Even though software providers tend to regularly release patches, your team must still install those patches. It’s essential to set aside time in your workforce according to the patch release schedule so that as soon as updates are issued, your IT security team can get it installed and avoid any impending cyberattacks.
Continuous monitoring
Finally, make sure you are being proactive and continuously monitoring your systems and networks for potential attacks and vulnerabilities. Real-time threat detection empowers your IT team with faster response times and helps them with all levels of mitigation. Regular scans, checking for patch releases, constant analysis, and change management will round out your vulnerability mitigation efforts and ultimately protect your business.

Reduce Business Risk with Ontinue ION Vulnerability Mitigation and Remediation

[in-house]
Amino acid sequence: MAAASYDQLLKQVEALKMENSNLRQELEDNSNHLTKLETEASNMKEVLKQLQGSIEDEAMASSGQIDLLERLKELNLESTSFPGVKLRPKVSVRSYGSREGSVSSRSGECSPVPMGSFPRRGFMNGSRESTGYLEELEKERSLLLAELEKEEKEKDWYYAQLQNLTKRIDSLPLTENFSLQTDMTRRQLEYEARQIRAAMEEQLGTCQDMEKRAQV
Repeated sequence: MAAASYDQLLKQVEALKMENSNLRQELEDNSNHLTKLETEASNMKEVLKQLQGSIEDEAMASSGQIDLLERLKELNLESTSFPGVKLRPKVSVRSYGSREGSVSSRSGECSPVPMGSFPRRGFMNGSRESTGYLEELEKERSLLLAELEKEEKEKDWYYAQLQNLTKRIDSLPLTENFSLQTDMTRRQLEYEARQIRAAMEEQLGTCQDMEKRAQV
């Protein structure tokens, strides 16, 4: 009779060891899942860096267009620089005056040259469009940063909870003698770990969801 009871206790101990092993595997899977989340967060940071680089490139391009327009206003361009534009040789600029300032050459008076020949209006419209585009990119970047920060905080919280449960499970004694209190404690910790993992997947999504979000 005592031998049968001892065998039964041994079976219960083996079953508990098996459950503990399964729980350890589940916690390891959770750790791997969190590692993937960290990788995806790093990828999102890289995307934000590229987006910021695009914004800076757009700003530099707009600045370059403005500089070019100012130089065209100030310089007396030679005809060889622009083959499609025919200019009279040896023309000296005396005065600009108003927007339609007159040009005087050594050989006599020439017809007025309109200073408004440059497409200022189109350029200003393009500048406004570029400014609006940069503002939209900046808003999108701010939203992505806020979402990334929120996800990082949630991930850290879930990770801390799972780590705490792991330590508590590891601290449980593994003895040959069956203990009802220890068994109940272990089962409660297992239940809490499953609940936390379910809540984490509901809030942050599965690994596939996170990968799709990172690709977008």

Monitoring for threats is a huge part of security, but so is reducing (and preferably fixing) vulnerabilities in your own operations and systems. That’s why you need a vulnerability mitigation platform that takes a more holistic approach to your security. Ontinue ION is the best service for businesses looking for vulnerability mitigation and increased cybersecurity. Not only does Ontinue ION offer greater security solutions with vulnerability mitigation, but you also have access to experts who consider your business goals and help you maximize your current security investments. Reduce the attack surface of your organization and request a demo to learn more about what Ontinue ION can do for your organization’s security!